In the past few month I feel lucky to have recorded several non-fiction titles that have given me new insights into today’s troubled times. Two of these books, The Middle of Nowhere by Mary Pipher and Witnessing Whiteness by Shelly Tochluk, were actually published years ago but have received increased interest due to what’s happening in our country right now and are thus getting published in audiobook form for the first time (both from Tantor Audio). Both are usefully, but somewhat sadly, even more relevant now than when they were first written. If you, like me, want to have a deeper understanding of the cultural currents in our society, I highly recommend them both. Over the past decade, Mary Pipher has been a great source of wisdom, helping us to better understand our family members. Now she connects us with the newest members of the American family—refugees. In cities all over the country, refugees arrive daily. Lost Boys from Sudan, survivors from Kosovo, families fleeing Afghanistan and Vietnam: they come with nothing but the desire to experience the American dream. Their endurance in the face of tragedy and their ability to hold on to the virtues of family, love, and joy are a lesson for Americans. Their stories will make you laugh and weep—and give you a deeper understanding of the wider world in which we live. The Middle of Everywhere moves beyond the headlines into the homes of refugees from around the world. Working as a cultural broker, teacher, and therapist, Mary Pipher has once again opened our eyes—and our hearts—to those with whom we share the future. Witnessing Whiteness invites listeners to consider what it means to be white, describes and critiques strategies used to avoid race issues, and identifies the detrimental effect of avoiding race on cross-race collaborations. The author illustrates how racial discomfort leads white people toward poor relationships with people of color. Questioning the implications our history has for personal lives and social institutions, the book considers political, economic, socio-cultural, and legal histories that shaped the meanings associated with whiteness. Drawing on dialogue with well-known figures within education, race, and multicultural work, the book offers intimate, personal stories of cross-race friendships that address both how a deep understanding of whiteness supports cross-race collaboration and the long-term nature of the work of excising racism from the deep psyche. Concluding chapters offer practical information on building knowledge, skills, capacities, and communities that support anti-racism practices, a hopeful look at our collective future, and a discussion of how to create a culture of witnesses who support allies for social and racial justice.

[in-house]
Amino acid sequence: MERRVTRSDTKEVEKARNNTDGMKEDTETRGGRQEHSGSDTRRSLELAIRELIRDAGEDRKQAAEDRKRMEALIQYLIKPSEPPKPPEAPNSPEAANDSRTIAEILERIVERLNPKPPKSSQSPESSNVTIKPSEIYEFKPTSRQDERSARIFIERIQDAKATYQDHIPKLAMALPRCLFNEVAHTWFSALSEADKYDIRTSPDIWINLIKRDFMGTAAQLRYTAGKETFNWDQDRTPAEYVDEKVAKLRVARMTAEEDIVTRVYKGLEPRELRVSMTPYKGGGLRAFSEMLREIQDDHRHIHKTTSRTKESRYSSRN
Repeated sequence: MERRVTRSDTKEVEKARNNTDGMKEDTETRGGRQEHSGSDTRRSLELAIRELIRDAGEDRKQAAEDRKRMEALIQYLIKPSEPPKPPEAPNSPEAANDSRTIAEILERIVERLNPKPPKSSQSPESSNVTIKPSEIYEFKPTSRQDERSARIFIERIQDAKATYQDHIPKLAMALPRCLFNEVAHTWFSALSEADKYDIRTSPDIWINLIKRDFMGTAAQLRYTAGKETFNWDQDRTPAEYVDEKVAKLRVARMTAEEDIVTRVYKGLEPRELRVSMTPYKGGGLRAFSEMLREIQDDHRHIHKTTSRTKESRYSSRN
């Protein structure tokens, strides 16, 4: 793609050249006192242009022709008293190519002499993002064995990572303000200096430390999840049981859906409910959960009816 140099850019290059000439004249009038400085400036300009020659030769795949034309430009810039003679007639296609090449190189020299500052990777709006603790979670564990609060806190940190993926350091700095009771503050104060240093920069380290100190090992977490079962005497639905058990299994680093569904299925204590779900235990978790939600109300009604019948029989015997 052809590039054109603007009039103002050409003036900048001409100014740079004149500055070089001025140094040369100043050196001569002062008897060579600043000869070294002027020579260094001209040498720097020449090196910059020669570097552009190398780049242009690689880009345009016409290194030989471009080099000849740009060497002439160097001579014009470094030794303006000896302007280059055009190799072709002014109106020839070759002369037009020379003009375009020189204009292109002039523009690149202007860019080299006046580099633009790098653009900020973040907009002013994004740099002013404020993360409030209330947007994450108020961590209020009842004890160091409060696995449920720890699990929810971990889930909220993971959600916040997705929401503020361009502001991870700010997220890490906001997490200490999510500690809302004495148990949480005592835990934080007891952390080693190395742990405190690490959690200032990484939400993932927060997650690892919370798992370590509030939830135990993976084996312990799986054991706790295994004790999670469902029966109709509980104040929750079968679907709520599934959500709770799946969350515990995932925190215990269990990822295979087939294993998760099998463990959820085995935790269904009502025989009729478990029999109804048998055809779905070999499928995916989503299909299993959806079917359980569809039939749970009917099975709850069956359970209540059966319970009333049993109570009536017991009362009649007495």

Available now from Tantor Audio. From the Publisher: “FBI agents Jessica Harlow and John Shepherd have a past. The former lawyer and cocky Army Ranger clashed during their training at Quantico and gladly went their separate ways after graduating from the Academy. Six years later, the last thing either of them expects is to be assigned to work as partners in a high-profile undercover sting. For both of them, being paired with a former rival couldn’t come at a worse time. Recently divorced from a Hollywood producer and looking for a fresh start, Jessica is eager to prove herself at her new field office. And John is just one case away from his dream assignment to the FBI’s elite Hostage Rescue Team. In order to nail a corrupt Florida politician, they’ll have to find a way to work together—a task that becomes even trickier when they’re forced to hole up at a romantic beachfront resort as part of the investigation. Suddenly, the heat behind their nonstop sparring threatens to make the job a whole lot more complicated . . .” From the review at Reading Between the Lines Book Club: “Karen White is one of my favorite narrators. I’m ecstatic that she’s narrating this series. Not surprisingly, she aces every aspect of The Thing About Love! She nails the personality of both main characters with authentic, consistent and realistic-sounding male and female voices. Her pacing couldn’t be better. The end product is polished and professional. I literally could not put this audio down and I’m sure those around me on a pedestrian bridge that I frequently walk wondered what was going on as I burst out laughing at the hilarious banter throughout. I further confess to listening to some of this audio in my hot garage because I didn’t want to hit stop. Karen’s performance, without a doubt, added to my enjoyment of this read. If you are an audiophile, I would highly recommend that you elect to listen to The Thing About Love. Julie and Karen are a pairing made in heaven!” From the review at AudioGals: “Of course, I can always count on Karen White to deliver – her natural pacing, where it’s like she’s sitting next to you, just spinning a good yarn, makes listening to this a pleasure. She gives the Jacksonville mayor a good-old-boy Southern sound, without turning him into a cartoon, while both John and Jessica, as well as their parents, siblings, and friends, have no noticeable regional accents. She still manages to differentiate well without accents, so that it’s clear who is speaking when John and his buddies are talking together, and she has a believable contrast between the male and female characters. . . .
The Murder of Miranda and The Cannibal Heart, available now at Audible.com From the Publisher: When Miranda Shaw, rich and recently widowed, and Grady Keaton, the head lifeguard at the Penguin Beach Club, drop out of sight at the same time, rumors begin to circulate among the other members and employees of the club. And when Miranda’s jewels are spotted in an estate auction, the rumors turn ugly, and Tom Aragon is called in to search for the missing couple. Tom Aragon. The engaging young Chicano lawyer who solved the bizarre mystery in Ask for Me Tomorrow has to take an even stranger case with the highly dubious assistance of a nine-year-old monster named Frederic Quinn, who claims he has Mafia connections at his exclusive private school. Award-winning novelist Margaret Millar is at her daffiest and deadliest in The Murder of Miranda. A New York family rents a house in California hoping for tranquil summer. Mark Banner is a young, successful publisher, and his wife Evelyn is afraid of losing him. When the owner of the house returns, Evelyn recognizes the enemy at first sight.